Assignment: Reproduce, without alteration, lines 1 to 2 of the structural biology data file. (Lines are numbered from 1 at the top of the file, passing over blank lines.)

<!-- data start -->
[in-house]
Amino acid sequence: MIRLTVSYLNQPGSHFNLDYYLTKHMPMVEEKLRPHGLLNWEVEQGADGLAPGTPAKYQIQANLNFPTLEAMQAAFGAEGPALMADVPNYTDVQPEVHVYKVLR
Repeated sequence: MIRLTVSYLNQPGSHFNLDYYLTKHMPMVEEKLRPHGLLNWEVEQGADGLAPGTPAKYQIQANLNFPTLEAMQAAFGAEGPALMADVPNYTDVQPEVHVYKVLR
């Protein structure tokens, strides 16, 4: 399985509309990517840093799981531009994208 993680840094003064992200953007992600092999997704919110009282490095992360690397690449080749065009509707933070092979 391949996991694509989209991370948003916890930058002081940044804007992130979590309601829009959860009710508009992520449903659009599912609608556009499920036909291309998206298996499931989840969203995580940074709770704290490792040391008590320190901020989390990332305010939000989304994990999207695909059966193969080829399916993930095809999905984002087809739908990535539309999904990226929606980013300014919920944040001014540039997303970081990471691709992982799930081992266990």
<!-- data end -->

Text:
[in-house]
Amino acid sequence: MIRLTVSYLNQPGSHFNLDYYLTKHMPMVEEKLRPHGLLNWEVEQGADGLAPGTPAKYQIQANLNFPTLEAMQAAFGAEGPALMADVPNYTDVQPEVHVYKVLR